The UK Commission for Employment and Skills is a non-departmental public body, which works across government, sectors, regions and policy area to respond to the UK’s skills and employment needs. The Commission actively promotes collaboration between education, employers and government, conducts world-class research, and leads the debate on productivity, youth employment and many other policy areas.
We are currently recruiting for graduate interns in several areas of the organisation through our internship programme. This has been a successful programme for UKCES and interns who have entered it, whether they have gone on to further employment within the Commission or elsewhere.
An internship at the Commission will allow you to cultivate skills in the workplace and develop yourself and your career. If you’re thinking about applying, there are few tips you’ll need to know. Helpfully, we’ve compiled the top five to get you started. Get your head around these and your time will fly by…
Multitasking. The skills of multi-tasking will be unimaginably useful. Replying to emails, whilst being on the phone, working on a Word document, updating a database, and deciding on when to take your lunch break will become second nature. Switching your brain from one project to another and back again whilst remembering key information is crucial. As you progress and your tasks become more complex and carry more responsibility, writing a senior briefing whilst preparing a presentation you’ll deliver and ensuring both are top quality becomes very helpful indeed.
Communicating. Once the general bafflement fades and you get your teeth into your work, you’ll be in a position to add your thoughts, give feedback and suggest ideas. UKCES bangs the drum for young people in the workplace and for nurturing talent and it’s no different internally – so interns are encouraged to contribute. As you progress this will mean standing up and presenting as well as making concise, intelligent contributions in meetings. You’ll encouraged to develop your communication skills and put them to good use.
Inbox management. Your email inbox will be your best friend, as well as the bane of your life. Grabbing a cuppa will somehow equate to another thirty emails reappearing. Taking a day off could result in over one hundred emails to sort through! Half won't even be directly for you - but you will be “cc'd in for information”. Staying on top of them is important and you will master the art of creating loads of different folders and constantly sorting them. Knowing when to switch off (your computer and your mind) is vital – prioritising, organising, deleting are too. 'Email inbox full' signifies game over!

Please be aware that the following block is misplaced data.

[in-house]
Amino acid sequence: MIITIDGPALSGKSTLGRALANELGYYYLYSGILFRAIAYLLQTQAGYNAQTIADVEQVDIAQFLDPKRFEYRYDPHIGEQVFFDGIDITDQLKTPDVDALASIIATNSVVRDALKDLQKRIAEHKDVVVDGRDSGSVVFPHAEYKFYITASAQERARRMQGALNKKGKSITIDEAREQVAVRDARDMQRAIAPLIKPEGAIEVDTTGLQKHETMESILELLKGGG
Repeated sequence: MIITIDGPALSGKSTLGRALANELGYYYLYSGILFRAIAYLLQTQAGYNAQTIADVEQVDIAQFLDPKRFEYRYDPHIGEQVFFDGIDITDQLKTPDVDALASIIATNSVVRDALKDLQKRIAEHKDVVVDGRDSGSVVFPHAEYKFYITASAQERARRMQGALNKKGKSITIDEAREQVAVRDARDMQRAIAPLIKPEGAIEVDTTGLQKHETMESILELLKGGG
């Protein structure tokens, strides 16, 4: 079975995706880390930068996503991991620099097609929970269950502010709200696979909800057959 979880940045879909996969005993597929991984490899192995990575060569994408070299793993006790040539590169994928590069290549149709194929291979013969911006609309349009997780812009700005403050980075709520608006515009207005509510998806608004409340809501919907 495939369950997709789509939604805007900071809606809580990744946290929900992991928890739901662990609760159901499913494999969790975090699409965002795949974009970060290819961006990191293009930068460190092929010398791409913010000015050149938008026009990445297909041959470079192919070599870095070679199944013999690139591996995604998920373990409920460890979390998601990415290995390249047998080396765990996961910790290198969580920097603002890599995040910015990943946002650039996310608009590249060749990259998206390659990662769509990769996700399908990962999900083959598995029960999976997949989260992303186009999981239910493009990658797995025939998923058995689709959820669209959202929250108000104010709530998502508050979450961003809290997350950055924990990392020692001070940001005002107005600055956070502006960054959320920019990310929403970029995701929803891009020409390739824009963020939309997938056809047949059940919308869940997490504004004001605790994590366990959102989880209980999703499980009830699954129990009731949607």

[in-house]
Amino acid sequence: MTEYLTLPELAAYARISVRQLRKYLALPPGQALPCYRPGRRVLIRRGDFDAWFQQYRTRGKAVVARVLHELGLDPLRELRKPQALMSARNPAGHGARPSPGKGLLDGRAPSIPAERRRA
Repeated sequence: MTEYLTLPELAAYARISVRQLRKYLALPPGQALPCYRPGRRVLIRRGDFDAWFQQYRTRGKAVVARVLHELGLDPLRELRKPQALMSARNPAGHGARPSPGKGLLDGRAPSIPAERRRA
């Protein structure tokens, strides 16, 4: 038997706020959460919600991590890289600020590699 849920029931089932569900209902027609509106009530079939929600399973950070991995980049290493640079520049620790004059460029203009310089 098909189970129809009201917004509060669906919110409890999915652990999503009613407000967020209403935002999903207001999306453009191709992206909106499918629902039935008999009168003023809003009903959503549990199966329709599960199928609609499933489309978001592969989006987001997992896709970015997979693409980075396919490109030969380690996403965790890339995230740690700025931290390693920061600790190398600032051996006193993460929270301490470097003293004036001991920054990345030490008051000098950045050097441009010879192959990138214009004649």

Handshakes. We all know the handshake thing isn’t that hard - just carefully avoid the ‘limp fish’ or ‘the bone-breaker’. But meeting new people will become a big part of your internship; not just on your first day when you meet the whole team, but throughout your internship – arranging, recording and contributing to meetings, both in the office and out and about. You may be going from a meeting with a department official, to a work placement student, to a small business owner, to a third sector representative, and keeping track is a skill in itself. As you take on greater responsibility for tasks, you’ll find that working with people in an efficient, friendly and constructive way is a precious skill too.
Acronyms. Acronyms will be constantly thrown around, followed by understanding nods of agreement. Be part of the 'in-crowd' by grabbing the UKCES acronym-buster – or else you will be perpetually puzzled by 'KIT', 'TP', 'UKFP', 'NOS', and many more. More broadly, gaining an understanding of your projects, the Commission’s work, the wider world of skills and employment policy, and current affairs will happen as you develop and progress. Before too long, you will be casually dropping those acronyms all over the place, including outside the office, and looking astonished when your flatmates don't understand what you're on about.
The UKCES internship programme is currently open for applications. To apply for one of the positions, please see details on our GOV.UK pages. The deadline is 16 March 2015.